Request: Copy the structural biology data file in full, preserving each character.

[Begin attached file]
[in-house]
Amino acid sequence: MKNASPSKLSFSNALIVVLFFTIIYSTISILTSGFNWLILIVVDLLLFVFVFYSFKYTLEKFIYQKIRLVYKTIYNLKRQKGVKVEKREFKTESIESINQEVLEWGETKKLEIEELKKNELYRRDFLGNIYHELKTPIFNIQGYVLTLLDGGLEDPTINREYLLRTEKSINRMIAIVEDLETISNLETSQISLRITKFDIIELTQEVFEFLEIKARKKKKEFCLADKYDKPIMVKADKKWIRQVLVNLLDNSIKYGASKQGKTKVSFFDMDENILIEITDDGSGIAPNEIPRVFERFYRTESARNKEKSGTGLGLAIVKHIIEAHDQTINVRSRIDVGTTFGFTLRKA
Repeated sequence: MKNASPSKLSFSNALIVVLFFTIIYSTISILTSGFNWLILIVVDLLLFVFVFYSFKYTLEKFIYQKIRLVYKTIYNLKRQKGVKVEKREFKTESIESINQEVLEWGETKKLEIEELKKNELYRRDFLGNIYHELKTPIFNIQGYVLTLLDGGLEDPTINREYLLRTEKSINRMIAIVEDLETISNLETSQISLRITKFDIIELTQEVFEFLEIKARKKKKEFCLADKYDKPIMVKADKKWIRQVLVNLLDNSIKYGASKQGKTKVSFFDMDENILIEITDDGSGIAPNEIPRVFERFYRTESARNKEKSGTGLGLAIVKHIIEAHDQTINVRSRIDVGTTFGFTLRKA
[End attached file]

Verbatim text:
[in-house]
Amino acid sequence: MKNASPSKLSFSNALIVVLFFTIIYSTISILTSGFNWLILIVVDLLLFVFVFYSFKYTLEKFIYQKIRLVYKTIYNLKRQKGVKVEKREFKTESIESINQEVLEWGETKKLEIEELKKNELYRRDFLGNIYHELKTPIFNIQGYVLTLLDGGLEDPTINREYLLRTEKSINRMIAIVEDLETISNLETSQISLRITKFDIIELTQEVFEFLEIKARKKKKEFCLADKYDKPIMVKADKKWIRQVLVNLLDNSIKYGASKQGKTKVSFFDMDENILIEITDDGSGIAPNEIPRVFERFYRTESARNKEKSGTGLGLAIVKHIIEAHDQTINVRSRIDVGTTFGFTLRKA
Repeated sequence: MKNASPSKLSFSNALIVVLFFTIIYSTISILTSGFNWLILIVVDLLLFVFVFYSFKYTLEKFIYQKIRLVYKTIYNLKRQKGVKVEKREFKTESIESINQEVLEWGETKKLEIEELKKNELYRRDFLGNIYHELKTPIFNIQGYVLTLLDGGLEDPTINREYLLRTEKSINRMIAIVEDLETISNLETSQISLRITKFDIIELTQEVFEFLEIKARKKKKEFCLADKYDKPIMVKADKKWIRQVLVNLLDNSIKYGASKQGKTKVSFFDMDENILIEITDDGSGIAPNEIPRVFERFYRTESARNKEKSGTGLGLAIVKHIIEAHDQTINVRSRIDVGTTFGFTLRKA